When visiting the beautiful town of Malmedy, a detour to the cemetery Ligneuville will reveal a local legend and intriguing story to grave hunters looking for something a little off the usual celebrity list. You will have located one of Belgiums more riveting deceased when you’ve located the tomb of Mr. Hawarden.
This simple grave seems to be no different from the tens of thousands of others just like it, but it stands in remembrance of a man whose life was so fascinating, it inspired a novel and subsequent film.
Flemish writer Filip Pillecyn published ” Dr. Hawarden”in 1935. The Belgian film “Monsieur Hawarden” debuted in 1969 with a young Rutger Hauer in his first role, which ended up on the cutting room floor. What was so tantalizing about Mr. Hawarden that he inspired so much interest and curiosity?
He was actually a she, a woman who lived as a man, dressed in men’s clothing, and fearlessly called herself “Sir”.
While truth and fiction have undeniably melded into a pool of half-truths, creative license and legend, the story goes that Arthur Hawarden was actually Meriora Gillibrand, a rough and tumble Havana smoking blood-spitting-hellion. Mr. Hawarden’s reason for the constant and intimidating blood on her lips was said to be caused by a shot to the chest during a duel with an ex-lover that she, in the end won. Of course the more likely cause was consumption.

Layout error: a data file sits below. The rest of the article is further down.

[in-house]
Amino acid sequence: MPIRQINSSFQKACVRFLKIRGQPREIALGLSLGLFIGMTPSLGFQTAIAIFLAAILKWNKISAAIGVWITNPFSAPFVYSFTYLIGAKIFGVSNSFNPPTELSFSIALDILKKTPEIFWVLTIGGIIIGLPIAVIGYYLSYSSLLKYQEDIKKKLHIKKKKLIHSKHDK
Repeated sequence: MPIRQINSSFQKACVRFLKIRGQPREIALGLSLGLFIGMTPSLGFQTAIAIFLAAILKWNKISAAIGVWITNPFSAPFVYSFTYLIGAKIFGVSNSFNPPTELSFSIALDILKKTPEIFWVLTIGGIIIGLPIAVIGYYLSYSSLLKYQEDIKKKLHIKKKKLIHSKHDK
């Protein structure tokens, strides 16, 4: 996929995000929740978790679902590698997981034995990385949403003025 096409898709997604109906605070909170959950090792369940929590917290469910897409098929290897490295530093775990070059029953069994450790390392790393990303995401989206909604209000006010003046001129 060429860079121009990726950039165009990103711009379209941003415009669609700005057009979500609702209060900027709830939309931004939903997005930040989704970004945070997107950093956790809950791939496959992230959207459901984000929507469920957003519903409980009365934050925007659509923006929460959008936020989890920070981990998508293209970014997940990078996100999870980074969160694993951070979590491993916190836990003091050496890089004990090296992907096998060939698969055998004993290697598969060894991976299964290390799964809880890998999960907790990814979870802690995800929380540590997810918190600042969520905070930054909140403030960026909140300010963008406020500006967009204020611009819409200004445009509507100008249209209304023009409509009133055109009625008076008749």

Mr. Hawarden had always preferred men’s clothing, as they lent better to her love of brawling, drinking, and whatever other trouble she was up to, but after a would-be suitor ended up dead by her hand, Meriora was forced to become Arthur Hawarden to evade police, and lived out the rest of her days as a man.
The website link below will provide a map to the grave of Gillibrand/Hawarden.